However, that was another period of time. Now, quite suddenly—and, I think, correctly; I have been impressed by what I have heard today—out of this something has been identified. I have tremendous regard for what the noble Lord, Lord Alton, does, but it is the right thing in the wrong place. This Bill is the right one to go through, and it could have gone through years ago. As I tried to look at the figures, I suddenly realised that I am even more grateful to your Lordships’ House because 50 years ago, when I first came here, I would not have left the asbestos and the plastics world without having to be in your Lordships’ House. I changed my job and went into building and industrial research and I have learnt, over many years, an enormous amount from noble Lords and have great respect for them.

I think that my noble friend Lord Freud and his colleagues have got it right. The question that I ask is: why was this not done a long, long time ago? What is being done about all those other historic diseases that may have come from chemicals of one sort or another? As we have new research developments, those who develop a particular product never think of the future. They do not understand what smells and other things can do. I never wore a mask and now I feel that I am starting to cough a bit, but I have learnt a trick. In your Lordships’ House, when you stand up to speak, many people need a glass of water or need to clear their throat. That may lead them to believe that they have one of these industrial diseases. However, it is strange but there is a little trick that you can do: wiggle your toes. That gets the circulation going and stops you having a dry throat and having to look to the Doorkeepers to ask for water.

I say to the noble Lord, Lord Alton, that I will help in any way that I can to raise money for a research fund and others. I think that the way to approach it is to look at those who may have had great success in property development or things of this sort. Located in their buildings—probably in almost every building in London—are likely to be unacceptable levels of asbestos. However, the levels are not unacceptable until you find it. It may be behind every board. We used to make a product called asbestolux, which was a fire-proofed, simple board used in all homes instead of plywood, which was too expensive at that particular time.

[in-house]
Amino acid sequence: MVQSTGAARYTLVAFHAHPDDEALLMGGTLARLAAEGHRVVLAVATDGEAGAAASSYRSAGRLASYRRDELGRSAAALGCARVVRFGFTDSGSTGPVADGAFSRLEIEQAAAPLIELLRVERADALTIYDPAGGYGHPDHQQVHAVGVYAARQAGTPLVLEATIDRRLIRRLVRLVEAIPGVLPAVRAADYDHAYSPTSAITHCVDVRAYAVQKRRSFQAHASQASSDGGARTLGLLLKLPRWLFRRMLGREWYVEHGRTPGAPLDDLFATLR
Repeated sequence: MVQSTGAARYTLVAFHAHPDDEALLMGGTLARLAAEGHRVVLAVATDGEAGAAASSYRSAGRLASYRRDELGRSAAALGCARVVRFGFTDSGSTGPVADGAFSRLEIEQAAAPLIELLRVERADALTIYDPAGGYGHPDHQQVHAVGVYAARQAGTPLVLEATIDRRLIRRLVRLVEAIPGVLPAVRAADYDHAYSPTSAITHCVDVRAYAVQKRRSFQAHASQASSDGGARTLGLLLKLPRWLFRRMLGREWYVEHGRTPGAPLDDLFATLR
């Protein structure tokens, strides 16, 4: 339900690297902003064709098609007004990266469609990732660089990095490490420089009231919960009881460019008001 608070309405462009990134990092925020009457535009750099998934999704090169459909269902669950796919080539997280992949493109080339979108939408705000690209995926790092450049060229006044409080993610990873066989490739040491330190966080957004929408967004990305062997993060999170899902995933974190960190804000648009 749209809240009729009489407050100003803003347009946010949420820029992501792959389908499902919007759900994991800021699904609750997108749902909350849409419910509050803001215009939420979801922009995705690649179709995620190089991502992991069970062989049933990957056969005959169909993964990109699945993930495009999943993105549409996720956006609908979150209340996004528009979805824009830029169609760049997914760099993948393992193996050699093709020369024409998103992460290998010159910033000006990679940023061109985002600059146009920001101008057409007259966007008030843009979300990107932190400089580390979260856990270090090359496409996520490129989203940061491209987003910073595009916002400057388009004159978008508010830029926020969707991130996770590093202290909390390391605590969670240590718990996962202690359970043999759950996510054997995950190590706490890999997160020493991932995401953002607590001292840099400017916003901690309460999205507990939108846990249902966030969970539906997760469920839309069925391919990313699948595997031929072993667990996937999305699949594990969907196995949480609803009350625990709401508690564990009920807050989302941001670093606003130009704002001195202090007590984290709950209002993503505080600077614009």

Throughout the land, from our colonies, asbestos, such as the Cape blue asbestos, is virtually everywhere. The danger is, once you try to move it and destroy it, you create dust and some of the research has not yet managed to identify how you screen it. Perhaps your Lordships have been in a block where someone is redeveloping a flat and before you know it, in comes an enormous team of people with large fans that suck and circulate. You wonder whether that is taking out some of the micro ingredients that come with asbestos.

Obviously, you will find that in the building trade, people do not necessarily follow what are called “building regs”. Therefore, many accidents have happened with saws and so on that could have been solved. Therefore, to the noble Lord, Lord Alton, and to others, I say: let us just get on with this Bill and get it through. It can do a lot of good as it stands. Do not hold it up and I will see what we might be able to do to encourage some support anywhere else. I am grateful to your Lordships for listening to me and I feel that perhaps I will not fade away quite as early as I thought.